By Jonathan Jerald
Art in the Streets
The Geffen Contemporary at MOCA
Little Tokyo, Los Angeles
April 17 through August 8, 2011
Angel City Brewing
Arts District, Los Angeles
April 29th through July 3rd, 2011
Art in the Streets has finally opened at MOCA’s vast Geffen annex in Little Tokyo and it is indeed a spectacular installation, certain to be a blockbuster, featuring street artists from around the world and across the decades. As curator Jeffrey Deitch intended, the show succeeds in revealing the profound impact of street art on popular culture, an impact generally overlooked (with a few notable exceptions) by the art establishment — though not by canny marketers (Nike and Levi’s are among the show’s sponsors).
The work of (primarily) New York artists Keith Haring, Basquiat and Taki 183 are confirmed as inspirators and innovators whose impact was most immediate on the East Coast graffiti scene while Left Coast wheat paste artist Robbie Conal (whose work deserves a more prominent position in the show) is confirmed as a pioneer of political poster art, a genre enlarged and elevated by Shepard Fairey. The wit and whimsy of the elusive, mythologizing Banksy is also on display in a particularly intriguing corner. In all, the work of fifty artists are showcased, including Fab 5 Freddy (New York), Lee Quiñones (New York), Futura (New York), Margaret Kilgallen (San Francisco), Swoon (New York), Shepard Fairey (Los Angeles), Os Gemeos (São Paulo), and JR (Paris). Los Angeles’s role in the evolution of graffiti and street art is, as might be expected, the most well documented with exhibits of cholo graffiti and Dogtown skateboard culture. Among other local artists are Craig R. Stecyk III, Chaz Bojórquez, Mister Cartoon, Robbie Conal, RETNA, SABER, REVOK, and RISK.
There are some notable weaknesses in the MOCA show, however. The political roots of street art are vastly underplayed. There is also a senselessly kitschy feel to some parts of the installation – one faux tenement corner, in particular, is a bit too cartoon-like, even for the most playful bombers. Street art is all about context and reducing the grim realities of urban decay to a Disneyesque diorama, complete with animatronic bombers, does nothing to explain how graffiti exploded out of rotting city centers in the 70’s.
Graffiti artists whose work is essentially literary are shown to merge with artists whose colorful typographical distortions are found in urban landscapes on every continent, with political intent evolving into the kind of absurdist sentiment more often associated with artists with academic pedigrees (“Another Senseless Act of Vandalism” inscribed in letters ten feet tall on a Berkeley wall back in the 80’s is an engaging example not included in the show).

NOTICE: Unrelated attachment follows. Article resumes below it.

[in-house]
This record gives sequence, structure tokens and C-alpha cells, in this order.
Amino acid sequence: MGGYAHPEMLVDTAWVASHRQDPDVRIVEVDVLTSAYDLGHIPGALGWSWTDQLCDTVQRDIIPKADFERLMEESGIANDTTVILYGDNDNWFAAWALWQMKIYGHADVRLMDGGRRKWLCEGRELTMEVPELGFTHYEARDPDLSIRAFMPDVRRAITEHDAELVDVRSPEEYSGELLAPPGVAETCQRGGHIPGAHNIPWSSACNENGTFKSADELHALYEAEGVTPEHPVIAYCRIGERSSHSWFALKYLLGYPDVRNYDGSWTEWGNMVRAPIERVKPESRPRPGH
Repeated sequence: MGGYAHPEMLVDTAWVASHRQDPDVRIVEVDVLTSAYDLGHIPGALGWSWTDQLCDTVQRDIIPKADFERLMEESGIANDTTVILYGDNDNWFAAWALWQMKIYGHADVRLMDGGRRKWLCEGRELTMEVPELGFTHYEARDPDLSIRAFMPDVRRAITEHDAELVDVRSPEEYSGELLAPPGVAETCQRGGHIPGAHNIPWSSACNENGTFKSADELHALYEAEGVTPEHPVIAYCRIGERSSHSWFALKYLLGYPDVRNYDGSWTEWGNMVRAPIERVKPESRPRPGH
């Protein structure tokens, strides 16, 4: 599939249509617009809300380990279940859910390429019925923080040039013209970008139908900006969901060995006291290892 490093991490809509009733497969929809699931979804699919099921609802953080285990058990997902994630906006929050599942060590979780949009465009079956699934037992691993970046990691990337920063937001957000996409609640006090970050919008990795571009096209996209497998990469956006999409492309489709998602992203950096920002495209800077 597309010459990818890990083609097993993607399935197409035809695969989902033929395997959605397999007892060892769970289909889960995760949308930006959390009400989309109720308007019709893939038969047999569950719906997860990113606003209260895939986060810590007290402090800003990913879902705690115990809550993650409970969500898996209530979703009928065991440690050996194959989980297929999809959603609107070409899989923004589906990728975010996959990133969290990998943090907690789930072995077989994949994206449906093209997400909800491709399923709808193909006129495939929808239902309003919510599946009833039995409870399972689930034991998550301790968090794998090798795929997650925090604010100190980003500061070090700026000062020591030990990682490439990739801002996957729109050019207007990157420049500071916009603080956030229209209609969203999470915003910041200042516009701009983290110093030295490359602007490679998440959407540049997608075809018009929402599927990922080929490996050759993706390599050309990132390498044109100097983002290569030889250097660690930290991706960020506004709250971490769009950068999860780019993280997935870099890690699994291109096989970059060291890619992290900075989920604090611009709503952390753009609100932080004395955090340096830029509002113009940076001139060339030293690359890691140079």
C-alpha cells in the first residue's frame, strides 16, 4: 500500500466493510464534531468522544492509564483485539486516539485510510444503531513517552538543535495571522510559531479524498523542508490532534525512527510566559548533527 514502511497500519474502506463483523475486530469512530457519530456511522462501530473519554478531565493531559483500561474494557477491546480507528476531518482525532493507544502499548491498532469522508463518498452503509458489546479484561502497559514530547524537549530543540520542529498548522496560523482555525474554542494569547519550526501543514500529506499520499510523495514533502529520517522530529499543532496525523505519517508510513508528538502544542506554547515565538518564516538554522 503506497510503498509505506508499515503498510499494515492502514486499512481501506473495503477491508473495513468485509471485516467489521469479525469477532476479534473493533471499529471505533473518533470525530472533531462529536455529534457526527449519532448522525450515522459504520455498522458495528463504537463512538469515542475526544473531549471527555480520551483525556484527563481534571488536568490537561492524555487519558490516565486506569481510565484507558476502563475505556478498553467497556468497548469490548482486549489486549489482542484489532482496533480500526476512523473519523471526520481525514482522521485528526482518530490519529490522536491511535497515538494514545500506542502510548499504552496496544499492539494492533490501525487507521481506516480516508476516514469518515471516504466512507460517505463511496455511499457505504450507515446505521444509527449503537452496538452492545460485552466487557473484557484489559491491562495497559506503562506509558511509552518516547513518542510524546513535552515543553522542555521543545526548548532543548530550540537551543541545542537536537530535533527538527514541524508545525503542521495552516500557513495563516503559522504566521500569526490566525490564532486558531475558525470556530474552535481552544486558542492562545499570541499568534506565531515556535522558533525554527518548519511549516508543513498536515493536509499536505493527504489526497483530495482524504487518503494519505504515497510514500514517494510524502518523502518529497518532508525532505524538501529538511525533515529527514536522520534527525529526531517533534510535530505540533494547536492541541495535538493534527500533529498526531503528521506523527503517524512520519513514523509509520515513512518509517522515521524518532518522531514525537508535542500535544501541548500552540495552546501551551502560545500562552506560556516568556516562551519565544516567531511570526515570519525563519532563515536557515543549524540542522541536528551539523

MOCA’s exhibition of Street Art is global and historical in context but just a few blocks away, at the new home of the Angel City Brewing (www.angelcitybrewing.com) on Alameda at Traction, there is a complimentary exhibition of work, Street Brewed, that focuses on contemporary street art, some by artists not featured in the MOCA exhibition, and by artists from around the world who have been drawn to LA by the MOCA show. Many of the artists whose works are featured in this smaller but more playfully anarchic show have come to Los Angeles to enlarge on Art in the Streets by seeking out wall space to create commissioned and un-commissioned murals, one of the largest concentrations of which is throughout the area around Angel City, the downtown Arts District, where the works of JR, Shepard Fairey, Nomade, Dabs and Myla, Huglife, How and Nosm, Mr. Cartoon, Swoon, Kid Zoom, ROIA, Saber, and others can be found.
Street Brewed, which opens officially on April 29th, includes some remarkable works, including a billboard-sized work by New York based artist Ron English, “X-Ray Guernica.” On the Alameda side of the Angel City Brewery building, Shepard Fairey has created a new mural, one of a new series that is a sly commentary on the apotheosis of Ronald Reagan in American political mythmaking. Among other artists featured in Street Brewed are Aiko, Nomade, Cryptik, ABCNT, Phil Lumbang (aka Hug Life), Ernesto Yerber, Cern, Tanner (aka Racecar 13), Brek, Eye One and James Haunt.
The informal quality of Street Brewed (located in a classic industrial-era structure), and the democratic design of the exhibition itself (all the artists were give 10 foot by 12 foot panels) seem more appropriate to the essentially rebellious and anarchic character of street art than the sterile walls of a museum. The works on display at Angel City flow out into a courtyard and there is an organic feel to their connection to the street art on surrounding walls that gives the show vitality and validity.